Three days later, RFE/RL's Kazakh bureau said that Zhaqiyanov had been moved from the emergency room to a normal hospital ward on 21 May, after Interfax had reported on the previous day that his condition was "serious but stable." Before being hospitalized, Zhaqiyanov was being held in barracks belonging to the PavlodarSol Company, in contravention to a written commitment by the government to Western diplomats that he would be kept under house arrest in Almaty while his case was being investigated (see "RFE/RL Kazakh News," 20 April). On 22 May, leading figures from various opposition organizations, including the Republican People's Party, the Pokolenie (Generation) Movement, and the Communist Party, gathered in the city center of Semey (former Semipalatinsk) to demand that Zhaqiyanov be released from custody forthwith, RFE/RL's Kazakh bureau reported.

Meanwhile, on 16 May, another leader of Democratic Choice for Kazakhstan, former Minister of Trade and Industry Mukhtar Abliyazov, also celebrated his 39th birthday in jail, RFE/RL's Kazakh bureau noted. He is accused of embezzlement, a charge that Kazakh oppositionists say is politically motivated. His lawyers told a press conference on 15 May that the authorities' investigation of his alleged crimes had been concluded the previous week and that they were now studying the prosecution's case against their client. One of Abliyazov's lawyers, Marat Alzhekeyev, told journalists that the trial would probably be held behind closed doors, RFE/RL reported on 15 May.

RAKHMONOV SURRENDERS TERRITORY IN BORDER DEAL WITH CHINA. Tajik President Imomali Rakhmonov arrived in China on 16 May for a three-day official visit that encompassed talks in Beijing and stops in Hong Kong and the eastern coastal city of Xiamen. Rakhmonov was accompanied by Foreign Minister Talbak Nazarov and Economy and Trade Minister Hakim Soliev, Asia-Plus said. Rakhmonov's trip was preceded by leaked reports that he was intending to surrender some Tajik territory to China as part of a border deal. The news gave an extra dimension to his visit, coinciding as it did with last week's political explosion in neighboring Kyrgyzstan, whose roots can be traced in part to popular dismay at Kyrgyz President Akaev's also signing a treaty that surrendered land to China.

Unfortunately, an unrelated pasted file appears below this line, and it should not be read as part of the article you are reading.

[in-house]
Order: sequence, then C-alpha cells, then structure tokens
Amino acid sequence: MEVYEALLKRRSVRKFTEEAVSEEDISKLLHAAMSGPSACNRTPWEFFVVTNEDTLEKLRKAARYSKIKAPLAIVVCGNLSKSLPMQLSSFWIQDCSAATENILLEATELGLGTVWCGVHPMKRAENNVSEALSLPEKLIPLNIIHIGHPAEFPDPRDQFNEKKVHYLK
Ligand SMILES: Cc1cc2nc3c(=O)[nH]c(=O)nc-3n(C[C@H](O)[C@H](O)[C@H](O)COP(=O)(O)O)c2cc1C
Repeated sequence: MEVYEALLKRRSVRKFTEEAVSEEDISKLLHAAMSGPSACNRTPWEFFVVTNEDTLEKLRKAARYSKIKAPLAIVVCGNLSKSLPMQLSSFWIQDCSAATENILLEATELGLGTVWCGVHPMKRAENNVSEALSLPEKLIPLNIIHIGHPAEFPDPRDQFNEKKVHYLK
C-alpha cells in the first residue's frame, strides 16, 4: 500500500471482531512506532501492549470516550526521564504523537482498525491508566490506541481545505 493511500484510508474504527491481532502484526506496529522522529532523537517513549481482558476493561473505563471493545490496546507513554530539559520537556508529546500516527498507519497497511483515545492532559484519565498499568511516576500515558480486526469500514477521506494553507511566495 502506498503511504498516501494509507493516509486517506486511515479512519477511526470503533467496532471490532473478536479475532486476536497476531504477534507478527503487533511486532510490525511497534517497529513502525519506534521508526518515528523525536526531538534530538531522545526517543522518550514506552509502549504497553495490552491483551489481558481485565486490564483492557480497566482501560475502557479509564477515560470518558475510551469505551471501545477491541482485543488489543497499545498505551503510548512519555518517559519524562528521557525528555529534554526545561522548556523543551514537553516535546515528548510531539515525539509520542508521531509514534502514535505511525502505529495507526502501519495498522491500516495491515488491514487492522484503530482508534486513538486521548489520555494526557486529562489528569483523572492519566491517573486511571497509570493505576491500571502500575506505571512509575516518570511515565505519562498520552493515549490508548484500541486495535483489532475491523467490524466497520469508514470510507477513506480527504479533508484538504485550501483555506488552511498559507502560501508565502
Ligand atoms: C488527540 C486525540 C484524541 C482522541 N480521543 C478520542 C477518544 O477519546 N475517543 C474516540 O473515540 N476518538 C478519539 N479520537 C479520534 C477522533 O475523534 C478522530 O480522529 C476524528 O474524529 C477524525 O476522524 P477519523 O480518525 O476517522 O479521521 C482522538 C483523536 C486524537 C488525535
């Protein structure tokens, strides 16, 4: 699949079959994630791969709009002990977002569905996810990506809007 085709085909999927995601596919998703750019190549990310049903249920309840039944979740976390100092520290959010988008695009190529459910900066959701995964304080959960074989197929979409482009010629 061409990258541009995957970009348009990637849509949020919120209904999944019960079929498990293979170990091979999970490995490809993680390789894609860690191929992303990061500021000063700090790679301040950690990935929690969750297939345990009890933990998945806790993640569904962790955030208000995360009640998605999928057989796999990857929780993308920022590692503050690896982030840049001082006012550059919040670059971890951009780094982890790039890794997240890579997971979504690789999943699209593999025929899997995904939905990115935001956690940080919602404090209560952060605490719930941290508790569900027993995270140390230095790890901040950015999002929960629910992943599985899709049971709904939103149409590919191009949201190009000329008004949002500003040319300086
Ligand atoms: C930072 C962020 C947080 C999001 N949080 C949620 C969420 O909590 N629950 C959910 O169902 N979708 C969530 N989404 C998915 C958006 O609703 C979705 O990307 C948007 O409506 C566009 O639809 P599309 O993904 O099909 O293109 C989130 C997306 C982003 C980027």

Rakhmonov met Chinese President Jiang Zemin in Beijing on 17 May for talks that focused on the potential for expanding bilateral relations, the situation in Afghanistan, and the role of the Shanghai Cooperation Organization in promoting stability in Central Asia. On the same day, he also held talks with Prime Minister Zhu Rongji to discuss economic cooperation and the success of Sino-Tajik joint ventures (see "RFE/RL Newsline," 21 May 2002). China gave Tajikistan a no-strings grant worth 10 million yuan ($1.2 million), Tajik television reported on 18 May. It added that the two presidents, following their summit, signed documents on energy cooperation, information exchange, and demarcating the Sino-Tajik frontier. About this last agreement, however, the television offered no details. A joint statement by Rakhmonov and Jiang, reported by Xinhuanet on 17 May, was slightly more forthcoming. It referred to a "comprehensive resolution of border issues between the two countries left over from history, offering still wider prospects for the expansion of bilateral ties in the new century." The communique also contained an affirmation that Tajikistan would continue to support Beijing's One-China policy, and a promise that the sides would cooperate in the fight against "terrorism, separatism, and extremism."

The government in Dushanbe waited until 20 May to confirm details of the border agreement signed in Beijing. Only then did presidential spokesman Zafar Saidov announce that Tajikistan would be handing over some 1,000 square kilometers of disputed territory to China, Reuters and RFE/RL reported. The land is mountainous terrain in Tajikistan's eastern Murghab region, unpopulated and "of no great value to Tajikistan," according to Saidov, who added that both governments were satisfied with the agreement (see "RFE/RL Newsline," 21 May 2002). Nevertheless, it was not clear what benefits Dushanbe expected to get from China in exchange for its concession. Meanwhile, on 19 May, Russian guards responsible for patrolling the Sino-Tajik frontier said that they would turn the responsibility over to Tajiks at the end of June, RFE/RL reported.